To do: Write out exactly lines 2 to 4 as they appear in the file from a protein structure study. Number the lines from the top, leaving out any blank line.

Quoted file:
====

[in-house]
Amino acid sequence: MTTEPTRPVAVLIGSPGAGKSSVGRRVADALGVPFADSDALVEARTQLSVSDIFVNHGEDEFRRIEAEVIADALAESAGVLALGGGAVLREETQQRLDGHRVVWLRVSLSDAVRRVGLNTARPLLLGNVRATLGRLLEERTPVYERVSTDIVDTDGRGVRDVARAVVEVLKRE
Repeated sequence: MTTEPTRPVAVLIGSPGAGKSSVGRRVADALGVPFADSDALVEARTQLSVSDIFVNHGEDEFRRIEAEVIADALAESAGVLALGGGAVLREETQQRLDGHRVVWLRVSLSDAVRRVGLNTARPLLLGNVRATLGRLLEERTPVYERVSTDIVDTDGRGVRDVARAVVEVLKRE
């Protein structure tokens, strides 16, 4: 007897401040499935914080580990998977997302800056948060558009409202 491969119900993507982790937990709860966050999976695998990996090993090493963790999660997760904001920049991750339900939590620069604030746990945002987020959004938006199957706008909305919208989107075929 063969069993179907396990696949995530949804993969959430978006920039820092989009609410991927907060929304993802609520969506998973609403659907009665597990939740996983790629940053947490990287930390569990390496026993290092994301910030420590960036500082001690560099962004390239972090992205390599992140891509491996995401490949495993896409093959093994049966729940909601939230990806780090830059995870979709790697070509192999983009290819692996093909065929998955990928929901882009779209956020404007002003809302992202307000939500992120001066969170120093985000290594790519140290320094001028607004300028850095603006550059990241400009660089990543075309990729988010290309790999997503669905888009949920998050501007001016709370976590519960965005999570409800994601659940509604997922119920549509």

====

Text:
Amino acid sequence: MTTEPTRPVAVLIGSPGAGKSSVGRRVADALGVPFADSDALVEARTQLSVSDIFVNHGEDEFRRIEAEVIADALAESAGVLALGGGAVLREETQQRLDGHRVVWLRVSLSDAVRRVGLNTARPLLLGNVRATLGRLLEERTPVYERVSTDIVDTDGRGVRDVARAVVEVLKRE
Repeated sequence: MTTEPTRPVAVLIGSPGAGKSSVGRRVADALGVPFADSDALVEARTQLSVSDIFVNHGEDEFRRIEAEVIADALAESAGVLALGGGAVLREETQQRLDGHRVVWLRVSLSDAVRRVGLNTARPLLLGNVRATLGRLLEERTPVYERVSTDIVDTDGRGVRDVARAVVEVLKRE
């Protein structure tokens, strides 16, 4: 007897401040499935914080580990998977997302800056948060558009409202 491969119900993507982790937990709860966050999976695998990996090993090493963790999660997760904001920049991750339900939590620069604030746990945002987020959004938006199957706008909305919208989107075929 063969069993179907396990696949995530949804993969959430978006920039820092989009609410991927907060929304993802609520969506998973609403659907009665597990939740996983790629940053947490990287930390569990390496026993290092994301910030420590960036500082001690560099962004390239972090992205390599992140891509491996995401490949495993896409093959093994049966729940909601939230990806780090830059995870979709790697070509192999983009290819692996093909065929998955990928929901882009779209956020404007002003809302992202307000939500992120001066969170120093985000290594790519140290320094001028607004300028850095603006550059990241400009660089990543075309990729988010290309790999997503669905888009949920998050501007001016709370976590519960965005999570409800994601659940509604997922119920549509």